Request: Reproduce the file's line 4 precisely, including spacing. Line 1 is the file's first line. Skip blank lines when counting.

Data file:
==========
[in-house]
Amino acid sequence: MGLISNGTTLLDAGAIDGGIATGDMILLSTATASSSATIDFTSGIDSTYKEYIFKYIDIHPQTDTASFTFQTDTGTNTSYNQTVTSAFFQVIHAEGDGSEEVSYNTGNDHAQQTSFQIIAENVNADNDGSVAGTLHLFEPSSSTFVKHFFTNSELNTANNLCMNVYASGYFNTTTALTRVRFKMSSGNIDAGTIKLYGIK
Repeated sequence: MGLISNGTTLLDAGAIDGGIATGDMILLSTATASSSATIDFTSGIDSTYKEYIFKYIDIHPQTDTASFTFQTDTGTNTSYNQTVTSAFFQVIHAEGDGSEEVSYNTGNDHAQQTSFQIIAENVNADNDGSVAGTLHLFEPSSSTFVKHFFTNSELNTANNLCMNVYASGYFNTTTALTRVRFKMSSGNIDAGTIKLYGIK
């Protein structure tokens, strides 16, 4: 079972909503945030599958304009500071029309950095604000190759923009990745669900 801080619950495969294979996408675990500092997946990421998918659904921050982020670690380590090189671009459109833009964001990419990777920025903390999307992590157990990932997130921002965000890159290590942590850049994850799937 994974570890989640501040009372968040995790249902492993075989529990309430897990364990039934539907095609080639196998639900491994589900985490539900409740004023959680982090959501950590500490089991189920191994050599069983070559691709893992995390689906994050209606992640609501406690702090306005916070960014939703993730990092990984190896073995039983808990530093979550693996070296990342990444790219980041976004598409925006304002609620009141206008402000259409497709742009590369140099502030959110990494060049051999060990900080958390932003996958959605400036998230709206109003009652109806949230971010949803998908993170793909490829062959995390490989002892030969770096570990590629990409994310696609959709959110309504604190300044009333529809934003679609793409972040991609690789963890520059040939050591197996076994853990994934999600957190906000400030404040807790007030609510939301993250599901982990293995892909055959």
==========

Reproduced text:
């Protein structure tokens, strides 16, 4: 079972909503945030599958304009500071029309950095604000190759923009990745669900 801080619950495969294979996408675990500092997946990421998918659904921050982020670690380590090189671009459109833009964001990419990777920025903390999307992590157990990932997130921002965000890159290590942590850049994850799937 994974570890989640501040009372968040995790249902492993075989529990309430897990364990039934539907095609080639196998639900491994589900985490539900409740004023959680982090959501950590500490089991189920191994050599069983070559691709893992995390689906994050209606992640609501406690702090306005916070960014939703993730990092990984190896073995039983808990530093979550693996070296990342990444790219980041976004598409925006304002609620009141206008402000259409497709742009590369140099502030959110990494060049051999060990900080958390932003996958959605400036998230709206109003009652109806949230971010949803998908993170793909490829062959995390490989002892030969770096570990590629990409994310696609959709959110309504604190300044009333529809934003679609793409972040991609690789963890520059040939050591197996076994853990994934999600957190906000400030404040807790007030609510939301993250599901982990293995892909055959």